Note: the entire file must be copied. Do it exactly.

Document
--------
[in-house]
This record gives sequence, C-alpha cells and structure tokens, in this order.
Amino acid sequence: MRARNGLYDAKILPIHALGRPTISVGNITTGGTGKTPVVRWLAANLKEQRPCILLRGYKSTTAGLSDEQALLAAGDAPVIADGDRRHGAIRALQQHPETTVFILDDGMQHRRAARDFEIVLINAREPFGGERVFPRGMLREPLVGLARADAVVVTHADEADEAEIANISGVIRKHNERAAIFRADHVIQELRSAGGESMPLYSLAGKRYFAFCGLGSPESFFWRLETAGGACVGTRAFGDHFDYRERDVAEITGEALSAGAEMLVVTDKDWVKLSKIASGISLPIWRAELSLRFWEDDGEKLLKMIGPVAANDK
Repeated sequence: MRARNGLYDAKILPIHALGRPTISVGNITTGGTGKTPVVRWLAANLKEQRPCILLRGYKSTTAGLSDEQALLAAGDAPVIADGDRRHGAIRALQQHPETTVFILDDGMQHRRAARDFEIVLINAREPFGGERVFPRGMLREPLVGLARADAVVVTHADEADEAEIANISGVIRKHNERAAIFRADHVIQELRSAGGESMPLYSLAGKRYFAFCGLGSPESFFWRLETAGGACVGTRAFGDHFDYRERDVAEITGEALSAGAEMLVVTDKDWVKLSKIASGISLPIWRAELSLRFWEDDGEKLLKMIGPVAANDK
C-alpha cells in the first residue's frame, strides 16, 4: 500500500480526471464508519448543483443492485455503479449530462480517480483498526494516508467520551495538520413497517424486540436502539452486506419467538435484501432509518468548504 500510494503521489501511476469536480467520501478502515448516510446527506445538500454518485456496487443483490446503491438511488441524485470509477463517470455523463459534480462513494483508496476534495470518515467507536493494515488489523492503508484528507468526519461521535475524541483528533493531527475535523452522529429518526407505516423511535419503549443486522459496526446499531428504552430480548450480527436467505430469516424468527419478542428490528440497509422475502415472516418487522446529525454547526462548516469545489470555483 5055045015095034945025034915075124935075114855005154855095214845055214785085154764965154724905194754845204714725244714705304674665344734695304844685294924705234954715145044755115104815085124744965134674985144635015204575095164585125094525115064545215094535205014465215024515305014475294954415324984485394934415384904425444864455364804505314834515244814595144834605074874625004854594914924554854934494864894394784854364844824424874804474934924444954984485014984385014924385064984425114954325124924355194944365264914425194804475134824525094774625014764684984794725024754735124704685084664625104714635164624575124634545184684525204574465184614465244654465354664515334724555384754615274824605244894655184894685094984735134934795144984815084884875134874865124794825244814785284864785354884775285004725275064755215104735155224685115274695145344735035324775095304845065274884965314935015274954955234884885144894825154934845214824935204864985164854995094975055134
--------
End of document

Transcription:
[in-house]
This record gives sequence, C-alpha cells and structure tokens, in this order.
Amino acid sequence: MRARNGLYDAKILPIHALGRPTISVGNITTGGTGKTPVVRWLAANLKEQRPCILLRGYKSTTAGLSDEQALLAAGDAPVIADGDRRHGAIRALQQHPETTVFILDDGMQHRRAARDFEIVLINAREPFGGERVFPRGMLREPLVGLARADAVVVTHADEADEAEIANISGVIRKHNERAAIFRADHVIQELRSAGGESMPLYSLAGKRYFAFCGLGSPESFFWRLETAGGACVGTRAFGDHFDYRERDVAEITGEALSAGAEMLVVTDKDWVKLSKIASGISLPIWRAELSLRFWEDDGEKLLKMIGPVAANDK
Repeated sequence: MRARNGLYDAKILPIHALGRPTISVGNITTGGTGKTPVVRWLAANLKEQRPCILLRGYKSTTAGLSDEQALLAAGDAPVIADGDRRHGAIRALQQHPETTVFILDDGMQHRRAARDFEIVLINAREPFGGERVFPRGMLREPLVGLARADAVVVTHADEADEAEIANISGVIRKHNERAAIFRADHVIQELRSAGGESMPLYSLAGKRYFAFCGLGSPESFFWRLETAGGACVGTRAFGDHFDYRERDVAEITGEALSAGAEMLVVTDKDWVKLSKIASGISLPIWRAELSLRFWEDDGEKLLKMIGPVAANDK
C-alpha cells in the first residue's frame, strides 16, 4: 500500500480526471464508519448543483443492485455503479449530462480517480483498526494516508467520551495538520413497517424486540436502539452486506419467538435484501432509518468548504 500510494503521489501511476469536480467520501478502515448516510446527506445538500454518485456496487443483490446503491438511488441524485470509477463517470455523463459534480462513494483508496476534495470518515467507536493494515488489523492503508484528507468526519461521535475524541483528533493531527475535523452522529429518526407505516423511535419503549443486522459496526446499531428504552430480548450480527436467505430469516424468527419478542428490528440497509422475502415472516418487522446529525454547526462548516469545489470555483 5055045015095034945025034915075124935075114855005154855095214845055214785085154764965154724905194754845204714725244714705304674665344734695304844685294924705234954715145044755115104815085124744965134674985144635015204575095164585125094525115064545215094535205014465215024515305014475294954415324984485394934415384904425444864455364804505314834515244814595144834605074874625004854594914924554854934494864894394784854364844824424874804474934924444954984485014984385014924385064984425114954325124924355194944365264914425194804475134824525094774625014764684984794725024754735124704685084664625104714635164624575124634545184684525204574465184614465244654465354664515334724555384754615274824605244894655184894685094984735134934795144984815084884875134874865124794825244814785284864785354884775285004725275064755215104735155224685115274695145344735035324775095304845065274884965314935015274954955234884885144894825154934845214824935204864985164854995094975055134